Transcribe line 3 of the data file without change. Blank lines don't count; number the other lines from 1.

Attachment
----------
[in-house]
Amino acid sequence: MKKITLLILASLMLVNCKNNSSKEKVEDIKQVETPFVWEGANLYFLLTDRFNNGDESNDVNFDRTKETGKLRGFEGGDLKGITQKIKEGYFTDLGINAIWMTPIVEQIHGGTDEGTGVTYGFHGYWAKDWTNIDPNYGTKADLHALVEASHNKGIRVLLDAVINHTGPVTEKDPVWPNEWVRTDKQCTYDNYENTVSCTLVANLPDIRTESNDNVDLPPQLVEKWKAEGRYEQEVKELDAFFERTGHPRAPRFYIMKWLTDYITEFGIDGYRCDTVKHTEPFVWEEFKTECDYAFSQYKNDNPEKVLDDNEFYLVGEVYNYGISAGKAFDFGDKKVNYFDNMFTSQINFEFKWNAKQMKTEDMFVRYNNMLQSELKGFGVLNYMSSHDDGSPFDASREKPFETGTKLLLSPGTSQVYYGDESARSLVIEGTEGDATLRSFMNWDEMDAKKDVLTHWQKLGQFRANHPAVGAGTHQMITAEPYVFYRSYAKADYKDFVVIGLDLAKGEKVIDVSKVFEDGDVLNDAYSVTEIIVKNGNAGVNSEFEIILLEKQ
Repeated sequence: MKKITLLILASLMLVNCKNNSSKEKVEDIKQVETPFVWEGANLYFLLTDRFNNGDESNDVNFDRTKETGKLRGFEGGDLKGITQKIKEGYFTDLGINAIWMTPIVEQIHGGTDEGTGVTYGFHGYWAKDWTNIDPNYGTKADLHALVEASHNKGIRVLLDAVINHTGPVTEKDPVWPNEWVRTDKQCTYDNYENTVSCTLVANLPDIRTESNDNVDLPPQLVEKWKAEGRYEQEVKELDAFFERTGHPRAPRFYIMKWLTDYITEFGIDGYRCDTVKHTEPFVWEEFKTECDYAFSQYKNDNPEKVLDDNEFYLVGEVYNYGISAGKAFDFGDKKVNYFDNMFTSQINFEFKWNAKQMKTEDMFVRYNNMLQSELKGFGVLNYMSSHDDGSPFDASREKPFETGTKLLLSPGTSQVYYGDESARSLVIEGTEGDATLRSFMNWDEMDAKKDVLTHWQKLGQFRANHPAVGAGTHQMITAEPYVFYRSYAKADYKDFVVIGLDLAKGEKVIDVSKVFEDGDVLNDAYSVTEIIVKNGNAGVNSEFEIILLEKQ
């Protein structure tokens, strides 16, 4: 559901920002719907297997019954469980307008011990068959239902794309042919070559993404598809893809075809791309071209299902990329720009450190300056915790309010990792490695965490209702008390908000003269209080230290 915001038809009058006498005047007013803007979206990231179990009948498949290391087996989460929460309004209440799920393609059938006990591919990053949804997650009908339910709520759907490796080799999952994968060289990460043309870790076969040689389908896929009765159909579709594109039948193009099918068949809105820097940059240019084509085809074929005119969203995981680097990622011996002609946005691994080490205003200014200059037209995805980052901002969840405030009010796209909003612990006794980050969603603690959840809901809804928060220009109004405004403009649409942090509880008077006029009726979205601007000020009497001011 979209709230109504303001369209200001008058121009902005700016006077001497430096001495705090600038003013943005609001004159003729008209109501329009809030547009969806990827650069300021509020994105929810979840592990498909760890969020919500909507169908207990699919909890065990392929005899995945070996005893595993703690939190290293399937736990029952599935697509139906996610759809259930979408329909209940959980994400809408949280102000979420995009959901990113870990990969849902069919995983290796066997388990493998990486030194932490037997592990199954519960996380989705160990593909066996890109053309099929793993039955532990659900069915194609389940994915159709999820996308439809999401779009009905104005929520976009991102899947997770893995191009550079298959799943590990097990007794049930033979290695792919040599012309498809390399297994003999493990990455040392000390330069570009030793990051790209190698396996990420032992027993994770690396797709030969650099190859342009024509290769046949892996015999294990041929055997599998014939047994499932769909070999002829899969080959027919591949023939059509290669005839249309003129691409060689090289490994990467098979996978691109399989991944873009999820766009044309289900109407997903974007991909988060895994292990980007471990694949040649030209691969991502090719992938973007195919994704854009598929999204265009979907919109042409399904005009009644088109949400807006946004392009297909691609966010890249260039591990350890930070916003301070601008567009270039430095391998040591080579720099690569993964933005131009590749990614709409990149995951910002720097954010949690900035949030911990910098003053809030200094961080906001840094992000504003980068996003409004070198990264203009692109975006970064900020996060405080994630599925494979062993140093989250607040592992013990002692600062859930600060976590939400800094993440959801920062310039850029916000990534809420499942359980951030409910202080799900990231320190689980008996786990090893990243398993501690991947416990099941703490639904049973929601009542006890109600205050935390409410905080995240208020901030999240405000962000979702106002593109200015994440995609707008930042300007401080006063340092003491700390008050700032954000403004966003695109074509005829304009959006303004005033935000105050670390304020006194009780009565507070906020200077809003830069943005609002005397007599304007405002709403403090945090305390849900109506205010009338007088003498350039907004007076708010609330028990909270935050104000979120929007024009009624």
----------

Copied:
Repeated sequence: MKKITLLILASLMLVNCKNNSSKEKVEDIKQVETPFVWEGANLYFLLTDRFNNGDESNDVNFDRTKETGKLRGFEGGDLKGITQKIKEGYFTDLGINAIWMTPIVEQIHGGTDEGTGVTYGFHGYWAKDWTNIDPNYGTKADLHALVEASHNKGIRVLLDAVINHTGPVTEKDPVWPNEWVRTDKQCTYDNYENTVSCTLVANLPDIRTESNDNVDLPPQLVEKWKAEGRYEQEVKELDAFFERTGHPRAPRFYIMKWLTDYITEFGIDGYRCDTVKHTEPFVWEEFKTECDYAFSQYKNDNPEKVLDDNEFYLVGEVYNYGISAGKAFDFGDKKVNYFDNMFTSQINFEFKWNAKQMKTEDMFVRYNNMLQSELKGFGVLNYMSSHDDGSPFDASREKPFETGTKLLLSPGTSQVYYGDESARSLVIEGTEGDATLRSFMNWDEMDAKKDVLTHWQKLGQFRANHPAVGAGTHQMITAEPYVFYRSYAKADYKDFVVIGLDLAKGEKVIDVSKVFEDGDVLNDAYSVTEIIVKNGNAGVNSEFEIILLEKQ